What can you learn from breaking down cold calling examples in film and TV? Let’s find out!

How many times have you heard someone reference Glengarry Glenross? “Always Be Closing” was chiseled into the pantheon of great sales quotes. As salespeople, we love when a film accurately depicts the challenges of selling, especially to cold calling prospects.

We can do more than commiserate through film, though. We can learn from them, too. We’re going to break down a few cold calling examples, and see what we can learn from writers and actors who nail the right strategies (and one funny example of what not to do).

cold calling examples

5 Cold calling examples we can all learn from

 

1. Steve Jobs can’t find anyone to invest in Apple Computers.

 

You never thought you’d hear that, right? In this clip from Jobs, the scene dramatizes the infamous story of Steve Jobs calling 100 investors and receiving 100 rejections.

The take aways:

  • Make sure the client understands what you’re selling. No one knew what “home computers” were during these sales calls.
  • Don’t condescend to you listeners; educate them. Steve Jobs would’ve had a better experience if he put himself in the client’s shoes and better explained the value of his product.
  • Cold calling is a numbers game. Of course, we know Apple Computers eventually found an investor. But Steve Jobs had to work for it and take a lot of rejection.

2. Jordan Belfort makes a convincing argument for hard selling.

 

The Wolf of Wall Street is not “model behavior” for sales professionals. But, in this scene, Leo Dicaprio gives us one of the best cold calling examples in film. And he makes the “hard sell” look easy.

The take aways:

  • Pitch your product like it’s a brand-new opportunity. People listen to newsworthy pitches. They catch attention and stir interest.
  • Give them a sense of scarcity. Limited-time offers make the prospect want to buy before it’s too late and the opportunity passes.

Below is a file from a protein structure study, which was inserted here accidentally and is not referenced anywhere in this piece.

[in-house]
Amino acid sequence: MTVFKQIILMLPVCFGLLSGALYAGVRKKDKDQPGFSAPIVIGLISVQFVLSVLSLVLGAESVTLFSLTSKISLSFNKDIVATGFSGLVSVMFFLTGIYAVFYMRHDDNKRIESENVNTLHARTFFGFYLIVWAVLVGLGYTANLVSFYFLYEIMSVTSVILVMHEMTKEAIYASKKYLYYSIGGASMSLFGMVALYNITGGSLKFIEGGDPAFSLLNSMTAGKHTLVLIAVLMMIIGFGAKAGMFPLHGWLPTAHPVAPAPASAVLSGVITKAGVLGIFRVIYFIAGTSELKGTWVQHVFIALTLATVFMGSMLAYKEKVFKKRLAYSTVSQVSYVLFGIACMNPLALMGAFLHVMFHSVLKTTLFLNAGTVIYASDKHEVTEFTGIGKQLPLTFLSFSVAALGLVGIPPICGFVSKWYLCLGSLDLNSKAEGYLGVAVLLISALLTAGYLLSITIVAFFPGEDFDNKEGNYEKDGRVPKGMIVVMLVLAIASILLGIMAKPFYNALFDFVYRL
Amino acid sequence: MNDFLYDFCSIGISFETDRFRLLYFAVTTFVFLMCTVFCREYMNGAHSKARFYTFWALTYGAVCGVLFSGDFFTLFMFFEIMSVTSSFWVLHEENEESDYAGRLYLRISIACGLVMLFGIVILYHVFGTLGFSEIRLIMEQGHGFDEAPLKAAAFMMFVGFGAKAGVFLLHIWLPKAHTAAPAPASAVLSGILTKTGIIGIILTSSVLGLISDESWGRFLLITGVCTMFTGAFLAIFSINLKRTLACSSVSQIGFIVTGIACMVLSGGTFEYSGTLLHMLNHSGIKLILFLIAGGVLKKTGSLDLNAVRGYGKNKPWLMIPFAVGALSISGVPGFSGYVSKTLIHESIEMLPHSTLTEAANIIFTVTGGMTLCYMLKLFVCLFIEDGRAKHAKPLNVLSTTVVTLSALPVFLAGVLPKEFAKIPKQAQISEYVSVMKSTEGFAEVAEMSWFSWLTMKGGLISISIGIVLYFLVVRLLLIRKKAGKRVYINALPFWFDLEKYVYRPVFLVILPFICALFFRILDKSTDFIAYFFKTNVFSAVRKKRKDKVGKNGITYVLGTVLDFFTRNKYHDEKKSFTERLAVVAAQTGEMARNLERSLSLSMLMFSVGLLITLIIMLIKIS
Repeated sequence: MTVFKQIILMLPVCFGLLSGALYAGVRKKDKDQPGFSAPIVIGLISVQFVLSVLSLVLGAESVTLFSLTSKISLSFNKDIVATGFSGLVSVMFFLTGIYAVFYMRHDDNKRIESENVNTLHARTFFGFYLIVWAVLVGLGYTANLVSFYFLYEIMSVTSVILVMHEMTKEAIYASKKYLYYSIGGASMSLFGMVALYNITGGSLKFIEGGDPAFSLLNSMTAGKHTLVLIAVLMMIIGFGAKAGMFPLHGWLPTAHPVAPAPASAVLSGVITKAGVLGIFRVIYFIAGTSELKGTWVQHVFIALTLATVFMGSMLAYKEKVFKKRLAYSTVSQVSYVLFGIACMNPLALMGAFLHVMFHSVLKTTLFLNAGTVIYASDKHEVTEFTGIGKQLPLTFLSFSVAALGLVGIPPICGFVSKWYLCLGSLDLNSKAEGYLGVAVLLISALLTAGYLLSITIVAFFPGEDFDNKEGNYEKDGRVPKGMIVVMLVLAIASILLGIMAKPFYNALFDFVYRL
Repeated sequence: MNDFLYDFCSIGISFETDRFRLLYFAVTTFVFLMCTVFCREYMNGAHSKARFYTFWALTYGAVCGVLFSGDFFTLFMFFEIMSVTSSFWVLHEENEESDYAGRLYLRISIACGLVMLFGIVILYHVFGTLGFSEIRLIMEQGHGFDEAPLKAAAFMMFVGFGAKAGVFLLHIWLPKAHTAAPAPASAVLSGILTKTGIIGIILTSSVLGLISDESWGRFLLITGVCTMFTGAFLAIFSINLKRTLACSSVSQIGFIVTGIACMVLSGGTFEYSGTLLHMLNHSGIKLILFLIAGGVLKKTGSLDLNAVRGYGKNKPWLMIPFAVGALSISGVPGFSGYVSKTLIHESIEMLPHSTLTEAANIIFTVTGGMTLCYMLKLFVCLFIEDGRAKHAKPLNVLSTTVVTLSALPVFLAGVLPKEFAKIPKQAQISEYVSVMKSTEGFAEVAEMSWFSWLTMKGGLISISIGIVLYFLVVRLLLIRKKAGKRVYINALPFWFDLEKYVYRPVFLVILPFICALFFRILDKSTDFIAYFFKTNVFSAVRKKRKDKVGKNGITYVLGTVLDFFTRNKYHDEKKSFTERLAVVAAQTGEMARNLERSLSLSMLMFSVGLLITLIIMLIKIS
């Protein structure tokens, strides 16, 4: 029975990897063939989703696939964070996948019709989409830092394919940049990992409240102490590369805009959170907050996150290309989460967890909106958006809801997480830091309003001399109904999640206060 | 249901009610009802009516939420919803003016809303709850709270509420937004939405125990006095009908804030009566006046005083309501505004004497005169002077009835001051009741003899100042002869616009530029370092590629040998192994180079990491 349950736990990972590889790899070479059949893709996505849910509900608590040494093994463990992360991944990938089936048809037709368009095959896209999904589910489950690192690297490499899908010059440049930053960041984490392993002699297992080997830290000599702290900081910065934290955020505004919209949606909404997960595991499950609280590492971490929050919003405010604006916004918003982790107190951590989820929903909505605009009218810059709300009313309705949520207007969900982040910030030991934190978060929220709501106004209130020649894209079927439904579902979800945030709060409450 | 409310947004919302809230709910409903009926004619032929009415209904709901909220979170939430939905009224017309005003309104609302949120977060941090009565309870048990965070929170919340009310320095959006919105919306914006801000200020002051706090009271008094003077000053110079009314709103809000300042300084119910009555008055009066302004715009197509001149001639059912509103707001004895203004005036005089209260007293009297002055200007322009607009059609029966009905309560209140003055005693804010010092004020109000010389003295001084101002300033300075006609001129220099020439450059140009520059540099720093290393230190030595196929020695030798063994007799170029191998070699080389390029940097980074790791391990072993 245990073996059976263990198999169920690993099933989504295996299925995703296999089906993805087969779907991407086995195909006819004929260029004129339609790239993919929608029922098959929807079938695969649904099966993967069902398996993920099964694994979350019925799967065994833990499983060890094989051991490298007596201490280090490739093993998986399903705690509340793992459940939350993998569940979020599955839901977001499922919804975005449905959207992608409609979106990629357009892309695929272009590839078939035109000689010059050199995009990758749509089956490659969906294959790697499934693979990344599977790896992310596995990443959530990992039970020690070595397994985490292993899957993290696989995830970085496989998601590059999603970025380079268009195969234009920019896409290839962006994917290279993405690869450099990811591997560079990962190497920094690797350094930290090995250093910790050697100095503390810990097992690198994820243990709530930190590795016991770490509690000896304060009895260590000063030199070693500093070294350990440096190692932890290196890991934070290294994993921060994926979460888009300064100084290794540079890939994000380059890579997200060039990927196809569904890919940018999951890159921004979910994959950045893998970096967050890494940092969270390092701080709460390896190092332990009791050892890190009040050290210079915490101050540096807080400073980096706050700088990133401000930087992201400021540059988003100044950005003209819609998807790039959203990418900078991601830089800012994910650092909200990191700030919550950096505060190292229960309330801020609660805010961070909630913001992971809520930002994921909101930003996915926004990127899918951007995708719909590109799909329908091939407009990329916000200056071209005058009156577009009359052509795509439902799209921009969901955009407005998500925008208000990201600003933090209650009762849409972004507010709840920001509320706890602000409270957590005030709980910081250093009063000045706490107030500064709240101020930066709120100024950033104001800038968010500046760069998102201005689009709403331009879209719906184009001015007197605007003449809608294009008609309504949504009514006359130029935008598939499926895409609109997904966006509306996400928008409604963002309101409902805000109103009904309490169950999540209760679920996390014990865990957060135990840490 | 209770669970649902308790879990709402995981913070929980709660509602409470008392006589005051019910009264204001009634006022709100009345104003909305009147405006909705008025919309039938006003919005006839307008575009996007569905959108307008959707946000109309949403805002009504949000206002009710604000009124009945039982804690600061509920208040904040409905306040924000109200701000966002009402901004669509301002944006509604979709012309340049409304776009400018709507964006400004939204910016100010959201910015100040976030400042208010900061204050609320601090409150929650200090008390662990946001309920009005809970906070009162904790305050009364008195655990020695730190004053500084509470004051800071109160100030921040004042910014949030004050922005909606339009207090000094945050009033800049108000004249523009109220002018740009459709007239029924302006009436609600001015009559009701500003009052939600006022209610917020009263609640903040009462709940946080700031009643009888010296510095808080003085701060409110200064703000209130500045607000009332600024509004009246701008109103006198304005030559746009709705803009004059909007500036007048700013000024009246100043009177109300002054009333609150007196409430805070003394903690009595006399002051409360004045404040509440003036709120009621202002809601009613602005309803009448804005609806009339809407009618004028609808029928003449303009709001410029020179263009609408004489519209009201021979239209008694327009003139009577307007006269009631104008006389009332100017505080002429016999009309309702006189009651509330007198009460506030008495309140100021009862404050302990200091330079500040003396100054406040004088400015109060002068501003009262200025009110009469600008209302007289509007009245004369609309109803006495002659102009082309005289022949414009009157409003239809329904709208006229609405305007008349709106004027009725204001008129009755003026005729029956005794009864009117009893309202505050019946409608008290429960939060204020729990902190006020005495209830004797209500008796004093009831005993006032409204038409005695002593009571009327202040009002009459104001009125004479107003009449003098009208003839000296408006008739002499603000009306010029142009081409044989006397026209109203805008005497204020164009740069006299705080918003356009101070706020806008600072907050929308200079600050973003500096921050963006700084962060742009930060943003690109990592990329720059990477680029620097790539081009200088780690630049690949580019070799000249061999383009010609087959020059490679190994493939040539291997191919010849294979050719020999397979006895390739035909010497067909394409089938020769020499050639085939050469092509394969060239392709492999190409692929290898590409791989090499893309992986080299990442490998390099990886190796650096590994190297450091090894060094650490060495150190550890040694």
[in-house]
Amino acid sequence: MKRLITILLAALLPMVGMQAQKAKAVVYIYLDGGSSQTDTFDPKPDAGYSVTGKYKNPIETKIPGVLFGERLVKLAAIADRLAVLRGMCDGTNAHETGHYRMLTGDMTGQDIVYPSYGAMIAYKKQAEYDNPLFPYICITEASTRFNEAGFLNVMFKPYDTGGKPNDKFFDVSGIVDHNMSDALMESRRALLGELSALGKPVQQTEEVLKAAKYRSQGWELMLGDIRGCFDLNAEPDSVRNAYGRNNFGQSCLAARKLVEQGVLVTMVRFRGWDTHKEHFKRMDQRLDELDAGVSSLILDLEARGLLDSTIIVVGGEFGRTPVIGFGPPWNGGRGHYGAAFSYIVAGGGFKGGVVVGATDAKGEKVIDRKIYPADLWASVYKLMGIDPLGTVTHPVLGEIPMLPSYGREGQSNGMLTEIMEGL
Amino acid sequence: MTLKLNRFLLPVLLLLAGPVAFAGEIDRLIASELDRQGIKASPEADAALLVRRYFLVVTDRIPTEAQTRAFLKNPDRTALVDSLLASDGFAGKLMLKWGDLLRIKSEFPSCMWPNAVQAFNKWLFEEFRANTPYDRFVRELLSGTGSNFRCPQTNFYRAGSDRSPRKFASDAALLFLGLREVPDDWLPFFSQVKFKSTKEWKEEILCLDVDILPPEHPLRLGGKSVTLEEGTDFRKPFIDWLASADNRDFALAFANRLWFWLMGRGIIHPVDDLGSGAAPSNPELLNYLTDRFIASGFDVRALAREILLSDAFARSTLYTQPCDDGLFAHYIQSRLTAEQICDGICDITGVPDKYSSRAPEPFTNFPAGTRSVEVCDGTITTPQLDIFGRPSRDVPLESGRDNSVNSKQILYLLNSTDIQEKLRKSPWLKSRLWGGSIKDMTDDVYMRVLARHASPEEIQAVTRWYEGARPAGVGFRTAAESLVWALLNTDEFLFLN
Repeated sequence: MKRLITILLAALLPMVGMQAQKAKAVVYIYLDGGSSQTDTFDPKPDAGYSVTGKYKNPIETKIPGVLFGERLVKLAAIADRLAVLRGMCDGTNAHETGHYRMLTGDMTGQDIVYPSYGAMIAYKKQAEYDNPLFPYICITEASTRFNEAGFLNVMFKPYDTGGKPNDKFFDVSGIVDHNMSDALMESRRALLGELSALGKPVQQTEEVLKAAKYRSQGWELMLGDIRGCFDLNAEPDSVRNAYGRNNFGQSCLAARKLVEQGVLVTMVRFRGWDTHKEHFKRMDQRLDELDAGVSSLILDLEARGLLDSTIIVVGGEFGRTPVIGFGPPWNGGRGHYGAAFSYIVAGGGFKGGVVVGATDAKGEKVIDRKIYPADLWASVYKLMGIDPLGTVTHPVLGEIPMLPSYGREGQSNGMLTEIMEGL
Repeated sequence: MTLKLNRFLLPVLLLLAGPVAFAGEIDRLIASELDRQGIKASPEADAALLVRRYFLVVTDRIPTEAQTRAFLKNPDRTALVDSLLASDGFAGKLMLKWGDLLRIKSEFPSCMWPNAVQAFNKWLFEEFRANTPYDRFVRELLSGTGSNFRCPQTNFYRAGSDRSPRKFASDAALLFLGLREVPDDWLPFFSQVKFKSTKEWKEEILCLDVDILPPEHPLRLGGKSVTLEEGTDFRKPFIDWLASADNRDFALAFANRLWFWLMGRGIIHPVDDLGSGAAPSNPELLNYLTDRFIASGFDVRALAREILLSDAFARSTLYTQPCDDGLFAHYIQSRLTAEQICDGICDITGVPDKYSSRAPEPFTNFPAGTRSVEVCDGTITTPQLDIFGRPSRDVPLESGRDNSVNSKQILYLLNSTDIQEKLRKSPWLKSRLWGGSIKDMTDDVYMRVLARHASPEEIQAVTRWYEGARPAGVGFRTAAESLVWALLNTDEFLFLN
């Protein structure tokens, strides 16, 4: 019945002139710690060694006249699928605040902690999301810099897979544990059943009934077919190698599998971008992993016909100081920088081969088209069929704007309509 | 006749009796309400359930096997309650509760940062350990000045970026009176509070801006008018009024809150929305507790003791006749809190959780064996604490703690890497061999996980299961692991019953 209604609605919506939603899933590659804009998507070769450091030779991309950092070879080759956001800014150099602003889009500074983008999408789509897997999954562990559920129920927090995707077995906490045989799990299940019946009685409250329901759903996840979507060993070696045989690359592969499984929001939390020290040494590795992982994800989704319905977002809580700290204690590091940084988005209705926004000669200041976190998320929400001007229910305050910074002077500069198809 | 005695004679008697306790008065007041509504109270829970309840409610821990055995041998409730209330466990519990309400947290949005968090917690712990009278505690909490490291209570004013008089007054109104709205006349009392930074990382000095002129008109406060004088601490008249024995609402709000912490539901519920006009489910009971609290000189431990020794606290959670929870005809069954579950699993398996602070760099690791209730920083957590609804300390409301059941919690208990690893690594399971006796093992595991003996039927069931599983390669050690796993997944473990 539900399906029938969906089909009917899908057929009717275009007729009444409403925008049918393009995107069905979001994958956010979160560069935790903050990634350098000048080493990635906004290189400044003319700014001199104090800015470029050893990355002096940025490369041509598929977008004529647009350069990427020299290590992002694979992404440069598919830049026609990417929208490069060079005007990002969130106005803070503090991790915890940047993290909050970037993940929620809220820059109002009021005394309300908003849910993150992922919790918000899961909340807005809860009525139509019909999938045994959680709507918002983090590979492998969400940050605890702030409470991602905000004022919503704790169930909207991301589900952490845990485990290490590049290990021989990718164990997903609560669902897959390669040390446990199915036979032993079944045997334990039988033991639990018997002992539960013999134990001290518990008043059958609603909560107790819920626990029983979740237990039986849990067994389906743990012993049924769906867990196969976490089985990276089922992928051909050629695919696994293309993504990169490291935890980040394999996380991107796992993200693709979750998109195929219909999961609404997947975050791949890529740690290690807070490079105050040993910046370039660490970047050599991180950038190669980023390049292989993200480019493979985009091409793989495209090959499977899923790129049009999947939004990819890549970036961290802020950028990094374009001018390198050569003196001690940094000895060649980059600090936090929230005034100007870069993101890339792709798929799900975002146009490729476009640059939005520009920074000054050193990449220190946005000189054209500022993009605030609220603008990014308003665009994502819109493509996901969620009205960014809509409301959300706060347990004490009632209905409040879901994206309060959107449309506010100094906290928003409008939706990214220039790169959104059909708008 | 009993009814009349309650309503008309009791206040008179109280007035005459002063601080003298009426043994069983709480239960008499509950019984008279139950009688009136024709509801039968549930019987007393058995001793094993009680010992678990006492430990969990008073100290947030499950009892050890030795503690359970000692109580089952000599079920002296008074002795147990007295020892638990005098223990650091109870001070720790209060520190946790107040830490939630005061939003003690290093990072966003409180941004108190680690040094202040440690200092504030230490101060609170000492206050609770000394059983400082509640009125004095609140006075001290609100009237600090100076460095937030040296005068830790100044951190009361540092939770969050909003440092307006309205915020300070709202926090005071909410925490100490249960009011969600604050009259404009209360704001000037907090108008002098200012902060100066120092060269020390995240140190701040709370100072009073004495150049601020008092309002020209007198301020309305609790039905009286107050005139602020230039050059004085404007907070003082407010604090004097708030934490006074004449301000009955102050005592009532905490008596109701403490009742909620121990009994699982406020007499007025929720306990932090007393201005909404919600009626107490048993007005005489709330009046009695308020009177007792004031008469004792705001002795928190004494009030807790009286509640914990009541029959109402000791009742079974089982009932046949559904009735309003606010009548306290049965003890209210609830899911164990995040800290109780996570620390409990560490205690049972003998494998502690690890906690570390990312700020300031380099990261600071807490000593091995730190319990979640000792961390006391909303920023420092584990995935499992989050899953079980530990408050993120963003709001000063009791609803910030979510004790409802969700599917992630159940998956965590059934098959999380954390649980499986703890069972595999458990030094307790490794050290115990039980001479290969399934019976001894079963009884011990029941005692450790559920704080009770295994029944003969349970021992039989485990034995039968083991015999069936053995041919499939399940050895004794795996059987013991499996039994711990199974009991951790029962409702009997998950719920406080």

• Ask for sixty seconds. People are more willing to listen if they know the conversation won’t last forever.

3. Will Smith cold calls the boss and walks into a sale.

 

The clip from The Pursuit of Happyness might seem a little too easy, but there are lessons to learn here. Will Smith’s character takes a risk and it pays off nicely. We all deserve a break once in a while, don’t we?


If you’re serious about phone sales and want to triple the number of sales calls you make in an hour, give Call Logic a try. Sign up for our free trial now!


Take aways:

  • Time is money. The more time you have to call clients, the more potential you create for making sales. In this clip, Will Smith is automating the sales call process in a very old-fashioned way.
  • Go right to the decision-maker. Calling the CEO of the company might be risky, but what do you have to lose? Go for it.

4. The Boiler Room shows how to overcome a pesky objection.

 

You’ve heard it before:

“Oh, I’m actually not in the market for that right now.”

Or…

“Oh, I have to ask my wife/husband before I make a decision.”

They’re two of the most common objections of all time. In Boiler Room, the main character shows how to overcome these blockades with relative ease. Whether it’s one of the more realistic cold calling examples, well, that’s for you to decide. (We feel the prospect—in this case, Harry—is a little too easy)

Take aways:

  • Ask close-ended questions to steer the conversation: Are you married? Yes. Do you make decisions at work? Yes. So why not make a smart decision now? If you know the right questions to ask, then you can control the conversation.
  • Know what your prospect values and speak to his desires. Demonstrated in this clip: “Think about what your wife will say when you bring home a big, fat check because you had the foresight to see a good thing coming.”

5. The Office gets silly with phone sales training (and nails it!)

 

Let’s lighten the load a little bit, shall we? If you haven’t watched The Office yet and you’re a salesperson, it’s time to start. The writers know how to appeal to our experiences and make them hilarious.

Take aways:

  • Don’t be aggressive, hostile or difficult. Plain and simple (unless your prospect’s name is Bill Buttlicker).
  • Speak loud, but not too loud. Otherwise, you’ll yell at the customer and make a scene.
  • Don’t be afraid to fire your employees if there are million dollars on the table. (Just kidding!)

If you’re serious about phone sales and want to triple the number of sales calls you make in an hour, give Call Logic a try. Sign up for our free trial now!


Share
+1
Tweet
Share
Pin
Share
+1
Tweet
Share
Pin